It seems that with Intel's Lynnfield hitting the shelves now, AMD is trying to get as many CPU's as they can out to compete.
While it's a good effort by AMD to keep the line up and running, it really seems that the days of K10 are numbered in terms of performance crowns. AMD needs to really make things up in volume and keep prices as low as possible to make their CPU's more attractive.
AMD's Athlon II is no technological marvel - it doesn't support any new features that the Phenom II already has, in fact it's been stripped of its L3 cache, so any thoughts of this CPU being the savior are gone. This is purely a mainstream product designed to keep AMD in the game.
The one thing that the Athlon II has in abundance is overclocking headroom. Our stock sample 2.6 GHz part was able to hit 3.9 GHz on air. And maybe with better cooling, more time and some fine tuning, overclocking to 4 GHz and beyond might be obtainable.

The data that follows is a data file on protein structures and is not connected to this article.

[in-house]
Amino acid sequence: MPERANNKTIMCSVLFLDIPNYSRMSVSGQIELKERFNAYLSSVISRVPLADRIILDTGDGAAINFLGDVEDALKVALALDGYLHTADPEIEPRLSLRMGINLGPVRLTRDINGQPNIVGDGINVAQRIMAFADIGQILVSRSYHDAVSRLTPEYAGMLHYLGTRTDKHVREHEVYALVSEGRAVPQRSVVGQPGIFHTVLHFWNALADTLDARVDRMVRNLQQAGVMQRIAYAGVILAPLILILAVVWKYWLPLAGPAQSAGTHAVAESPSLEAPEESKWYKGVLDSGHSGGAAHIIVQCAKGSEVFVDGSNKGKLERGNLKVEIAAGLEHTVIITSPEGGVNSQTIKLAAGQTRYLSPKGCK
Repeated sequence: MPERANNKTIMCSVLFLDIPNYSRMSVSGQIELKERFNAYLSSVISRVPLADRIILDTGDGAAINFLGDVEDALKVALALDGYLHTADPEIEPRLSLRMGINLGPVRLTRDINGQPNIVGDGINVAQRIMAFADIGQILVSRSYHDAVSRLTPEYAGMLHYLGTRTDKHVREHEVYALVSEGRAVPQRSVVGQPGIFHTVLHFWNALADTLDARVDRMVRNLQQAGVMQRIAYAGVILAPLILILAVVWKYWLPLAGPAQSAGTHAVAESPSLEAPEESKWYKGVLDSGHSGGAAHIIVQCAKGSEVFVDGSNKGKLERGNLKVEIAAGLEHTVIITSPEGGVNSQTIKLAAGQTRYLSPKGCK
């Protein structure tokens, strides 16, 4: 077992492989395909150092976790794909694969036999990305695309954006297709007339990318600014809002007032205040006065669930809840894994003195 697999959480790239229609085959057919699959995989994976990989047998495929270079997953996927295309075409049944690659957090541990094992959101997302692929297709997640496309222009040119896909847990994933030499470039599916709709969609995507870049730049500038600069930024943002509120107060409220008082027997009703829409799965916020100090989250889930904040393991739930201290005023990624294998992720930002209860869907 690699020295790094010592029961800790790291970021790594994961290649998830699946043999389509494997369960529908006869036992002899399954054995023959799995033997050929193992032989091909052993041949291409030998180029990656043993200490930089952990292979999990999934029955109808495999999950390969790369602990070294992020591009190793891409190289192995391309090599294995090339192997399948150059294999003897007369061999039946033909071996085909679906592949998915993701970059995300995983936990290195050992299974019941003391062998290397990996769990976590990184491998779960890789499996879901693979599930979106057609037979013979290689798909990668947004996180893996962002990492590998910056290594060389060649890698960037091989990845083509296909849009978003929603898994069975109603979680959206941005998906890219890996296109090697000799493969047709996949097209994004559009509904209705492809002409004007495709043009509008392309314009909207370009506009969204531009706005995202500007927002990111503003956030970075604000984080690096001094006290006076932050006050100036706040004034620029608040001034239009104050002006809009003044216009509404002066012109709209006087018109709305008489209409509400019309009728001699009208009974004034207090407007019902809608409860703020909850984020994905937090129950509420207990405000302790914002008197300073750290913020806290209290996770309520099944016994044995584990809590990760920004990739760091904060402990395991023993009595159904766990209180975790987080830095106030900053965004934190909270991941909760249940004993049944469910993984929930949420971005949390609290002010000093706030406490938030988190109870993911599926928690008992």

To us it seems that the L3 cache on Phenom II processors hampers the clock speeds quite a bit. We used the same motherboard that we overclocked the Phenom II with; it only managed a few megahertz extra FSB to increase in speed. But with the Athlon II, we managed to clock things right to the max, as we had to rely on FSB as the multipliers were locked.
AMD Athlon II is a cheap overclocking CPU that really isn't worth it at stock, the real gem of this CPU is the ability to overclock. If you're going to stick only to stock clock speeds go with the Phenom II, but for overclocking take the Athlon II and clock it through the roof.
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- Page 1 [Introduction]
- Page 2 [What's New?]
- Page 3 [Overclocking]
- Page 4 [Test System Setup and Comments]
- Page 5 [Synthetic Tests - Part I]
- Page 6 [Synthetic Tests - Part II]
- Page 7 [Real-World Tests Part I]
- Page 8 [Real-World Tests Part II]
- Page 9 [Final Thoughts]
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